Monday, November 10, 2008

Out in the Sun and Snow

More bears in town today; one removing some trash from the can in front of our breakfast spot about 45 minutes before our arrival. New snow overnight added to the wildness of our outpost on the border of Manitoba and Nunavut.
The Chirico Family

With a little more sleep and a day of sun, something we had not witnessed for a while, we departed for exploration of the boreal forest. Churchill marks the northern extent of the forest and is the place where it meets the tundra or taiga habitat just below the Arctic Circle.

The sun put a new perspective on the landscape, every surface covered with a crystalline fringe of ornamentation. Black spruce, white spruce and tamarack, dominant species of the boreal forest, were covered from lower bough to upper stem. The light was magical and a welcome break from the grayness of earlier days.

Always in the back of our minds was the possibility that we would meet a Polar Bear. We saw many fresh tracks so were vigilant in keeping an eye out. Fox, Snowshoe Hare, mink, and bear tracks were prolific, painting the fresh snow with tales of earlier travelers.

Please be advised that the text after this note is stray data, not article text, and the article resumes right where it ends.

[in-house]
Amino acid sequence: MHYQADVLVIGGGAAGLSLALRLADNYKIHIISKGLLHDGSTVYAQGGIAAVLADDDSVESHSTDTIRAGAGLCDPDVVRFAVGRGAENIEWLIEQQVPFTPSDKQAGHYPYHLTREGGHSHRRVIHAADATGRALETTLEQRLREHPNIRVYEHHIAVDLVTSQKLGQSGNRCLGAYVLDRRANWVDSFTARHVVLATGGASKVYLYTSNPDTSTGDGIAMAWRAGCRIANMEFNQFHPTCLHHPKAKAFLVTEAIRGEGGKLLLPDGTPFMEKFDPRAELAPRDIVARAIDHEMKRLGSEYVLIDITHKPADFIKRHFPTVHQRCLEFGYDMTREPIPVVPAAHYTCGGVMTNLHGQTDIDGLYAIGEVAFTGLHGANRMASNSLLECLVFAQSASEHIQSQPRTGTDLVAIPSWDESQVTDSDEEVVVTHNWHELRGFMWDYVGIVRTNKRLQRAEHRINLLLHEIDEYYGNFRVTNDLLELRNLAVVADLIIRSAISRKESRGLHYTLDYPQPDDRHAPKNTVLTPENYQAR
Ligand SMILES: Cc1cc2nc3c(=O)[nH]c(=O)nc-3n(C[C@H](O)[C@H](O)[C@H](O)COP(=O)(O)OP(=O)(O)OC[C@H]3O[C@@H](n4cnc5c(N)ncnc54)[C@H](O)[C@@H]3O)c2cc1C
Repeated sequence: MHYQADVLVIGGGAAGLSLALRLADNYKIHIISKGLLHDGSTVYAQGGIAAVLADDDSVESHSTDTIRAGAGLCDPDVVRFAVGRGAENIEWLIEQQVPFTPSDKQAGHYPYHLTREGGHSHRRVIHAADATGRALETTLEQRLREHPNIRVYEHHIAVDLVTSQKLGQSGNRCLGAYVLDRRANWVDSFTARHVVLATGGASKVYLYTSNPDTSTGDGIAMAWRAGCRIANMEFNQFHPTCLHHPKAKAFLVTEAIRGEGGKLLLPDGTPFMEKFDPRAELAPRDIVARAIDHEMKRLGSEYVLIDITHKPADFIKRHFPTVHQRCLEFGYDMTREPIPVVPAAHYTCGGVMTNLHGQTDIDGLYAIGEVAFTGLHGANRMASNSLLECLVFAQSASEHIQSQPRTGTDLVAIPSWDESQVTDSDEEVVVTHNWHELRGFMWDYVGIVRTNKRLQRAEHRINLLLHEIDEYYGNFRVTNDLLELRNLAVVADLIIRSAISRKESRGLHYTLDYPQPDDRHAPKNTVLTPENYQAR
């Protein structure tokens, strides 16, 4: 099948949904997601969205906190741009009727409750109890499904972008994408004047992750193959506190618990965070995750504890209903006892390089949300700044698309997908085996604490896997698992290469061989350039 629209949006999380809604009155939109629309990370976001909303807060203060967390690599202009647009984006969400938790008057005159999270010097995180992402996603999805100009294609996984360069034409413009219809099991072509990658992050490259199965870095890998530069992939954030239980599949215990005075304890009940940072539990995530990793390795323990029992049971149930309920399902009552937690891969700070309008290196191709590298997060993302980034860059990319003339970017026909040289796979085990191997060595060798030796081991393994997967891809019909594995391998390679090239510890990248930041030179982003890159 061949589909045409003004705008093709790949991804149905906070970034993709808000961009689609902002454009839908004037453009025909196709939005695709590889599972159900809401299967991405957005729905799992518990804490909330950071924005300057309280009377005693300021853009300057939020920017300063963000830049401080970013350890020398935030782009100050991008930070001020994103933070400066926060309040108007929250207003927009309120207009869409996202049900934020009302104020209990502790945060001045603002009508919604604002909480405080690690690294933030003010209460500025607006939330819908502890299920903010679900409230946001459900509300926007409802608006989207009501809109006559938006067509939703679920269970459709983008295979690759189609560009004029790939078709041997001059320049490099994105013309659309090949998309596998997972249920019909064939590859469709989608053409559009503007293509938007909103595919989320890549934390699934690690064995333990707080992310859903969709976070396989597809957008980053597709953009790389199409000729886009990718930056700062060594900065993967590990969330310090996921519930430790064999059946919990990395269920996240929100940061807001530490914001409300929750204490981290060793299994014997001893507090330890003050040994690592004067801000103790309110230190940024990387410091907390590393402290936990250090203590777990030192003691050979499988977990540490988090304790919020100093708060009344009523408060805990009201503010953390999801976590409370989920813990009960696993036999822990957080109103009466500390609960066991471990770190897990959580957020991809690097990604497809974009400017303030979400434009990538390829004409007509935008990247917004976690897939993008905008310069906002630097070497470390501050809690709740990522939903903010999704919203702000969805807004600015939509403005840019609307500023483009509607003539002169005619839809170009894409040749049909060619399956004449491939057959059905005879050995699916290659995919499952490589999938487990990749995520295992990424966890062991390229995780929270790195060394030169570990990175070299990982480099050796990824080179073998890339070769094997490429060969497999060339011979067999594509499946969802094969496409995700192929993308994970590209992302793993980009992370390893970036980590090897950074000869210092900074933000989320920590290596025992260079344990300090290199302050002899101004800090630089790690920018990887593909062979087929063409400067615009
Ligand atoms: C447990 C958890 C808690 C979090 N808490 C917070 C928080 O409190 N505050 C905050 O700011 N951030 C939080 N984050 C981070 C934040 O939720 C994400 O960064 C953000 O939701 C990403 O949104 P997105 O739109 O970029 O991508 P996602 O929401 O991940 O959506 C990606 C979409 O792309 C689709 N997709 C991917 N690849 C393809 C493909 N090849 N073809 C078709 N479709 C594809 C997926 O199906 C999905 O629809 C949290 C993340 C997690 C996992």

The sled dog ride was far better than all had hoped, with great information about the hard work involved for the musher, breeder, and the dogs. Travelers had the opportunity to meet the "wheel, team, point, and lead" dogs up close and feed the local "Whiskey Jacks" or Gray Jays, one of the many characters of the north and Churchill.

Sleds ran with two people per sled, musher in the rear. Teams of eight dogs had no trouble getting the sleds up to speed and giving participants an idea of life out in the wilds.

On one run, one of the dogs showed the musher that there was something in the trees which turned out to be two Spruce Grouse. The sled dog team ran me back out to see it they were still there and to see if I could get a picture.

The birds sat like they had no concerns and let me photograph them until I began to get a bit worried about a Polar Bear perhaps making me a point of interest. I walked back toward the dog yard for about five minutes, examining all trees that I thought one could scale to avoid a bear. I was happy to see a snow mobile come out to bring me the rest of the way.

Duke and George

Unfortunately, the clouds have not cooperated long enough for us to see northern lights, overcast sky the norm; maybe tonight.

Another full day out on the tundra rover tomorrow. We are still looking for a Gyr Falcon. More bears tomorrow.

I will have to remember to tell you about the evening in the caribou skin tent drumming and singing with the local Inuit; a priceless experience that gave us all a greater appreciation for the many that came to this continent before us and the hardships they endured.



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